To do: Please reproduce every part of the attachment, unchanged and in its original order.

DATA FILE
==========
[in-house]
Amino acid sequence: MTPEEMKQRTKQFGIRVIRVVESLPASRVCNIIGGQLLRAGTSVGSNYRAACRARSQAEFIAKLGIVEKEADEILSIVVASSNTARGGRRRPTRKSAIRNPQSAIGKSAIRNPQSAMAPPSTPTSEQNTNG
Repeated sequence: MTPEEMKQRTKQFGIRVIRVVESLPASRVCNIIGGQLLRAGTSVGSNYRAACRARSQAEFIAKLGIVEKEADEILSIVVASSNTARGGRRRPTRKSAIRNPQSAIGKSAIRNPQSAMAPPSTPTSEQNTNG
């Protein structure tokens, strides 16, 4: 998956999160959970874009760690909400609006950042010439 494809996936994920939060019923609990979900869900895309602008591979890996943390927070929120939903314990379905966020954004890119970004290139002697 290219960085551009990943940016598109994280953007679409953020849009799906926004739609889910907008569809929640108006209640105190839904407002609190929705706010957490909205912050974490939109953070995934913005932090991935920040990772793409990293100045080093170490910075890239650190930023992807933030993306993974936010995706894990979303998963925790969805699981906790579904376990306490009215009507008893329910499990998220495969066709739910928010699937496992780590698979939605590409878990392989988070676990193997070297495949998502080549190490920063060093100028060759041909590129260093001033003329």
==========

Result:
[in-house]
Amino acid sequence: MTPEEMKQRTKQFGIRVIRVVESLPASRVCNIIGGQLLRAGTSVGSNYRAACRARSQAEFIAKLGIVEKEADEILSIVVASSNTARGGRRRPTRKSAIRNPQSAIGKSAIRNPQSAMAPPSTPTSEQNTNG
Repeated sequence: MTPEEMKQRTKQFGIRVIRVVESLPASRVCNIIGGQLLRAGTSVGSNYRAACRARSQAEFIAKLGIVEKEADEILSIVVASSNTARGGRRRPTRKSAIRNPQSAIGKSAIRNPQSAMAPPSTPTSEQNTNG
């Protein structure tokens, strides 16, 4: 998956999160959970874009760690909400609006950042010439 494809996936994920939060019923609990979900869900895309602008591979890996943390927070929120939903314990379905966020954004890119970004290139002697 290219960085551009990943940016598109994280953007679409953020849009799906926004739609889910907008569809929640108006209640105190839904407002609190929705706010957490909205912050974490939109953070995934913005932090991935920040990772793409990293100045080093170490910075890239650190930023992807933030993306993974936010995706894990979303998963925790969805699981906790579904376990306490009215009507008893329910499990998220495969066709739910928010699937496992780590698979939605590409878990392989988070676990193997070297495949998502080549190490920063060093100028060759041909590129260093001033003329």